6. Study  – Know you Alignment and Assignment and Opponent.  Watch Film!  The better you know these things, the faster you will play!
  7. When you are not actively participating in a drill or scrimmage, get a “mental rep”. The better you know your alignment and assignment, the faster you can play.
  8. Get in great shape – the old saying “fatigue makes cowards of us all” is as true today as when Vince Lombardi stated it. Not only does it turn us into cowards, but slow cowards as well!

It sounds simple, but it is really true. When great effort becomes a habit, it will show up in improved playing speed, and it will show up on film.

Most high school players have no real concept regarding effort, and what it means to truly play hard every play – and it shows on film.  I can count on one hand the number of high school athletes that I evaluated when I when I was a college football coach (over 14 years) that went hard every play.  Every one of those high school athletes that did were full scholarship athletes, either at UCM or a level higher.

Those players that do give great effort every play, stand out on film like… well… a Purple Cow!

The next quality that recruiters will look for – Athleticism and Quickness!

In addition to these written posts, I have recently launched my YouTube Channel that deals specifically with the recruiting process.  The channel can be found here : The YouCanDoMore YouTube Channel, and the complete playlist can be viewed here.


Remember – “You Can Do More…. your brain is lying to you… Don’t Believe It!”

Any Questions?  Just comment or email, I will respond!

Jeff Floyd –


A couple of quick blurbs today …

First… If you have not been taking the time to click on the hyperlinks that I embed in my posts, I hope that you will start doing so.  I take time to research and curate this information, only linking to items that are instructional, helpful, and well done.  I will try to never link to information that is not quality, or will not help you become a better athlete, coach, or instructor.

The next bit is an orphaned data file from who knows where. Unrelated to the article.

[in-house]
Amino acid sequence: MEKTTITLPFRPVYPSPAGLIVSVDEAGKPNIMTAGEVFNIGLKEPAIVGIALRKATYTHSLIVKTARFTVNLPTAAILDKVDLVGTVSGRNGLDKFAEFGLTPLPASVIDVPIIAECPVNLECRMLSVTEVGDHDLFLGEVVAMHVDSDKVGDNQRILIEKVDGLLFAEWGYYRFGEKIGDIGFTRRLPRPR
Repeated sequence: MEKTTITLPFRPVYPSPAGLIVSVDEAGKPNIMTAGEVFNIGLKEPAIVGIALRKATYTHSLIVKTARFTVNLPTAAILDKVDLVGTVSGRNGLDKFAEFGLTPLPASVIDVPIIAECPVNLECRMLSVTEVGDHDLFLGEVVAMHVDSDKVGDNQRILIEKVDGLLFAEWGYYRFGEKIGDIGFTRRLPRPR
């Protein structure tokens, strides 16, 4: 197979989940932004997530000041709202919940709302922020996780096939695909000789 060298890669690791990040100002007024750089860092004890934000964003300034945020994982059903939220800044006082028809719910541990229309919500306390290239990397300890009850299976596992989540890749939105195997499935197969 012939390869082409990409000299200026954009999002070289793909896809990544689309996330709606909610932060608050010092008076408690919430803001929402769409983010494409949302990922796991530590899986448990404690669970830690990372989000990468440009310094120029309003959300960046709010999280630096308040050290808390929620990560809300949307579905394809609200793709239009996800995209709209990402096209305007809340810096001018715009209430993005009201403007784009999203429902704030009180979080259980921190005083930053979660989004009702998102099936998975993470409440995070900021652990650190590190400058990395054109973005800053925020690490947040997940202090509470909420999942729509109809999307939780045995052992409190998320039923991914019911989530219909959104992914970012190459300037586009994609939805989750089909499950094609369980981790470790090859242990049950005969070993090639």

wantedSecond…. I have had several people (some students and some parents) ask if my eBook, “Wanted, and Rewarded, Take Control and Market Yourself…The Complete Guide to a Successful College Recruiting Experience”, is available online in one location.  Well, it is, but I really don’t want to send it out, for a couple of reasons.  First, (and self serving) is that I would like for you to keep visiting this blog!  But, a more important reason is that I continue to add to the eBook and update the links (see above) to give you the most up-to-date information possible.  Things have changed somewhat in the last couple of years regarding recruiting guidelines (including these NCAA de-regulations last week) and I want to make sure you have accurate information.  By the time I have finished posting excerpts, you will have a complete, updated eBook!  Right now, here are the posts so for dealing with recruiting:

Tomorrow back to recruiting and those Purple Cow Qualities that will help make you remarkable!

Jeff Floyd –